Downtown Journal
An occasional column about city life

When I first moved to Boston, I lived on Beacon Hill with two roommates from college. We lived on Grove Street, right up the Hill from Massachusetts General Hospital. We had a fairly large apartment in which we all had our own bedrooms — if you counted the living room as a bedroom. We paid our rent to a landlord with the implausibly perfect-sounding Brahmin name of Sargent Goodchild. I remember he was a good landlord.

We were young and we liked to hang out. For beers and burgers, we went to the Harvard Gardens down on the corner of Grove and Cambridge Streets; for cheap delicious breakfasts, we loved The Paramount on Charles Street. Today, both places, with new owners many times removed, still exist albeit as upscale establishments.

Over the years, the Paramount not only lost the redolence of roach spray, but its most famous patron, Kevin White. When he was Mayor of Boston, White lived a block away from the Paramount. I would see him in there all the time. Running into the Mayor at my neighborhood greasy spoon was the most exciting thing for me, a native New Yorker, because Boston seemed less foreign and scary.

And I liked the Mayor. With his craggy Irish face and casual grace, he looked like my father and he seemed to embody local political panache – especially when he referred to “the shitty of Boston” in his sibilant speaking style. Today you can see a towering memorial to White outside Faneuil Hall and across from City Hall. The statue depicts him in full stride with his suit jacket tossed casually over his shoulder. The tribute seems way out of scale. White was more devilishly elfin than bronze Brobdingnagian. He deserves a monument more classy and subtle.

When I began writing for the Boston Herald American, White called me by name when we ran into each other at the Paramount. I called him “Mayor.” After I wrote a story about White’s famed ability to manipulate the media, he saw the piece as positive. For Kevin White, any press was good press. Even if he didn’t like the story, he would always have the last word. For him, power was absolute and he dealt political payback with stealth severity.

White’s successors, Ray Flynn and Tom Menino, were more thuggish in their dealings. I lived in Washington D.C. during most of the Flynn years, but when I returned to write for the Boston Herald, I would often see him drinking at Foley’s, the bar in the South End (still owned by the same family) where we ink-stained wretches enjoyed a few beers after Thursday night deadline. Only last February, we gave a retirement party at Foley’s for one of my best newspaper friends and Ray Flynn showed up. So did his wife Kathy. Ray – and he was always “Ray,” not “Flynn or “Mayor” — greeted me like an old friend, which I guess I am.

The late Tom Menino had thin skin. He did not take any criticism well. He also seemed obsessive about who voted for him. After I moved out of the city but held on to my condominium, I wanted to continue to vote in the North End. Menino himself told me it was not possible. I always had the sneaking suspicion he, or a loyal aide, looked at my property tax bill to make sure I wasn’t claiming a residency abatement.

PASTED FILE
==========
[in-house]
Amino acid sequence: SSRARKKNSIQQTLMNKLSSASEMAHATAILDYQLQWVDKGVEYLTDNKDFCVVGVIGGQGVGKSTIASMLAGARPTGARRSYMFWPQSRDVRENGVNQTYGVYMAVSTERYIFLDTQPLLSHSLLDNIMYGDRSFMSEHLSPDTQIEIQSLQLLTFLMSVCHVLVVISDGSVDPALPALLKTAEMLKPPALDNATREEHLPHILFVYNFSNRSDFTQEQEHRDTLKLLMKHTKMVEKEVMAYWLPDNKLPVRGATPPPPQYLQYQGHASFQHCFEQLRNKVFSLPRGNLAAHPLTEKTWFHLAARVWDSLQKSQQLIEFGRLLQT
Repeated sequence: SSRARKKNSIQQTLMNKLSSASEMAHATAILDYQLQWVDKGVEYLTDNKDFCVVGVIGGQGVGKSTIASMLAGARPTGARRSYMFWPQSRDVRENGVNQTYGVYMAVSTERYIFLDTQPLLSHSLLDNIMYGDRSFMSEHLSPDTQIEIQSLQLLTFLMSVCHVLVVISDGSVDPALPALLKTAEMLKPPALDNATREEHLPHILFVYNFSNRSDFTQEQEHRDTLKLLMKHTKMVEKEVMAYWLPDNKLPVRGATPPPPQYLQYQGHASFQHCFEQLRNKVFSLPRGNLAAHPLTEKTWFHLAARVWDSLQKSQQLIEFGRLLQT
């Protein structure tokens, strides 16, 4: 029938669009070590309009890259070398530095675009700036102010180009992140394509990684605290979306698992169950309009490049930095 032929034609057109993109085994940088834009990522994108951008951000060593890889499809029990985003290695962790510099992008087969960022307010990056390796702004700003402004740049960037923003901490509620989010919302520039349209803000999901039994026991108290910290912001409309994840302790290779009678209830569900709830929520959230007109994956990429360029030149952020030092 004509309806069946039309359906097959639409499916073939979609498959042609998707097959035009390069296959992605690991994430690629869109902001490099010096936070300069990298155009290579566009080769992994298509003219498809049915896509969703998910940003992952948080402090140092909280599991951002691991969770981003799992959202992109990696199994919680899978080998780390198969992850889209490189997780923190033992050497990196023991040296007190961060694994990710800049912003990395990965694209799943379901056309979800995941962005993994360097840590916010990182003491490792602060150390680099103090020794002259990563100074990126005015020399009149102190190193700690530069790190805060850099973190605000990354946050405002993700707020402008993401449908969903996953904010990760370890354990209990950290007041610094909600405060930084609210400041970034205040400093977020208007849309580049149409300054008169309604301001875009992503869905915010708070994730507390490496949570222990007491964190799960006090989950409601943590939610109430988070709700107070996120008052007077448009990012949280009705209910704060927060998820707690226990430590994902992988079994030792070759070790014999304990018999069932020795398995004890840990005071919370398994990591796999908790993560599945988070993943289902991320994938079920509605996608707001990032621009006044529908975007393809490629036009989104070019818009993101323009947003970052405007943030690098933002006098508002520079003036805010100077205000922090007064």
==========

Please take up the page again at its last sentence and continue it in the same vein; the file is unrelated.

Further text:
Now, forty years after meeting Kevin White, I want to meet a new Mayor for different reasons. I’m no longer a stranger here nor a renter. My roots are deep. I’m over 65, although it galls me to admit it. As a city senior, I don’t want a free lunch or a Christmas sing-a-long. As a taxpayer, I want an affordable city that works. In White’s day, three girls with entry-level jobs could rent an apartment on Beacon Hill. Today, that would be a near-impossible trick.

Mayor Marty Walsh makes a brief appearance in Christopher Columbus Park on Thursday, June 28, at 9:30 a.m. No doubt he will be surrounded by an entourage of coat holders so it will be hard for ordinary citizens to get a word in. If I could, I’d implore Marty – like “Ray,” Marty seems a “Marty” – to stop developer Don Chiafaro’s huge tower planned to rise next to the Aquarium. I’d appeal to him to keep the North End clean and the Harbor accessible. I’d thank him for being anti-Trump. With a twinkle, I’d advise him to smile more because when he does, Walsh actually looks like he enjoys the job.


Over 15 years, Monica Collins wrote a column about the city — called “Downtown Journal” — for the Boston Herald. She’s also written for The Boston Globe and Boston magazine. In 2002, she created “Ask Dog Lady,” a lifestyle column about people and pets that continues to run in the South End News and Salem News. She lives in Boston with her husband Ben and dog Dexter.
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3 COMMENTS

  1. Good article and,history lesson.Marty should try a little harder to make the city a little more appealing and affordable for those working men and women of Boston.It’s a great city which is OUT OF REACH FOR MANY.

  2. Marty has always been smiling and approachable when I see him. He’s running a very different city than all the other mayors you mentioned. Affordable housing is an issue in every livable major city across the country, Boston is not special in that regard. Blocking the aquarium tower will not impact affordability, but it will replace an ugly garage with more open space, better harbor access, and much needed tax revenue for the city. You want to do your part for affordable housing ? Rent your condo out below market value.

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